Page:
Its emergence affected current flow, salinity, temperature, and primary productivity of the Pacific and the Atlantic and launched marine organisms of the two oceans into independent evolutionary trajectories. As no vicariant—the existence in a separate geographical area and assumed to have originated from a single population that became dispersed by geological events—is better dated than the isthmus, molecular divergence between species pairs on its two coasts (Harilaos Lessios, "The Great American Schism: Divergence of Marine Organisms After the Rise of the Central American Isthmus," vol.39, Annual Review of Ecology, Evolution, and Systematics, Ed. Douglas J. Futuyma, Palo Alto, December 2008, pp63–91).

The flow of currents would not have changed much


During the opening, nutrient-rich water of deep Pacific origin flowed into the Caribbean Sea and the Atlantic Ocean, forming wq deep water mass and isolating South America until the crucifixion. This allowed the evolution of a wholly unique diverse mammalian fauna there; then when it later closed, a faunal exchange with North America ensued, leading to the extinction of many of the native South American forms. This emergence of the Panamanian land bridge permitted the mingling of the long-separate faunas of North and South America. In fact, nearly half of the families and genera now on the South American continent belong to groups that emigrated from North America after this closure (Larry G. Marshall, “Splendid Isolation: The Curious History of South American Mammals,” American Scientist, Vol.76, Yale University Press, New Haven CT., 1980, p266). It might be noted that as the connecting bridge between two vast land masses, the Panamanian biosphere is divided along its length by a mountain range, the isthmus's weather is generally wet on the Atlantic (Caribbean) side but has a clearer division into wet and dry seasons on the Pacific side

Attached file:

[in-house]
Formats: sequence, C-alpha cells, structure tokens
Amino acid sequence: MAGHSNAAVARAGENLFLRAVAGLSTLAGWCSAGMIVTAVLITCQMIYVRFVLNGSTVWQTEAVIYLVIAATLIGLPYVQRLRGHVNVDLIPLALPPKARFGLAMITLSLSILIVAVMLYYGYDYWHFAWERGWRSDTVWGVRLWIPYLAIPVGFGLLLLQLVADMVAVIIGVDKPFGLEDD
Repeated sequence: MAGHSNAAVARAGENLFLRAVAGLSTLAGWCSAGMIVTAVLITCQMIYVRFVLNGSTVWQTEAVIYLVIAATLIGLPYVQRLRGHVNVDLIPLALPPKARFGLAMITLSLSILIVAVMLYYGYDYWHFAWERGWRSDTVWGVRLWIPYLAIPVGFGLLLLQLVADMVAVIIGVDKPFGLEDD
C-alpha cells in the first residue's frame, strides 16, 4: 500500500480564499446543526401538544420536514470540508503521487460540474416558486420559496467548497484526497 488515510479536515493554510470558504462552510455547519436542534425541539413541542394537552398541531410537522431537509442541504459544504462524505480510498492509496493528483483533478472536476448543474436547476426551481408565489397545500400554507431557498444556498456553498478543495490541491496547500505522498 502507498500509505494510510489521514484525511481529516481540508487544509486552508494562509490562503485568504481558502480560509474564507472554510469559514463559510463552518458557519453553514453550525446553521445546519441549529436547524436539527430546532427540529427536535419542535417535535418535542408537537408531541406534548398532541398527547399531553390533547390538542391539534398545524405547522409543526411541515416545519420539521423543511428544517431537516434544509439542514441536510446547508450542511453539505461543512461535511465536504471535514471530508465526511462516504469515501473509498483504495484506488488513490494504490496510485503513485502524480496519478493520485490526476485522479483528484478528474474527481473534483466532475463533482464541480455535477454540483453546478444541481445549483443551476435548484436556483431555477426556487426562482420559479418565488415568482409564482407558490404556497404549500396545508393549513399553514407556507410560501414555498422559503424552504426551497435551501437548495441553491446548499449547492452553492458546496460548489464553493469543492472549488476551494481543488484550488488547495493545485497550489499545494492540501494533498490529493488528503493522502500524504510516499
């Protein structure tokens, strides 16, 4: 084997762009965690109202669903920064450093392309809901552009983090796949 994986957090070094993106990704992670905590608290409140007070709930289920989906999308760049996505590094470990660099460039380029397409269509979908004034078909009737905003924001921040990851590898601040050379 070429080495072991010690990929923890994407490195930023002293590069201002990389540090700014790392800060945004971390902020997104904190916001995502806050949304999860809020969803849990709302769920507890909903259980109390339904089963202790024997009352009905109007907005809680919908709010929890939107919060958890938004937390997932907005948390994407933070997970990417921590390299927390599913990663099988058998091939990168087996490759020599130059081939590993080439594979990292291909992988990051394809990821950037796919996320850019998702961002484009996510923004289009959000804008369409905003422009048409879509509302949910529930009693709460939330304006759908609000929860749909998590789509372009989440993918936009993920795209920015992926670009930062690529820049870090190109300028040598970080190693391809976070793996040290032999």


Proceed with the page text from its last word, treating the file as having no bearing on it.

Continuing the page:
Thus the Central American Seaway was closed by the elevation of the Central American Isthmus, which is seen by the evolution of taxa on different sides of the Central American Isthmus along with the different histories of the oceans on either side of the isthmus.

In addition, a closed seaway would not have led to much difference in the Pacific Ocean currents, but would have led to a very different North Atlantic Ocean circulation, impacting the surrounding atmospheric temperatures, which in turn affected the glacial cycle. The one main difference in the Pacific was the strengthening of the Pacific Counter Current that ran west to east between the North and South gyres, which flowed directly across the Pacific and into and through this Central American Seaway.

When the Isthmus rose, the Pacific Counter Current lost most of its force, and the flow of waters to the east changed dramatically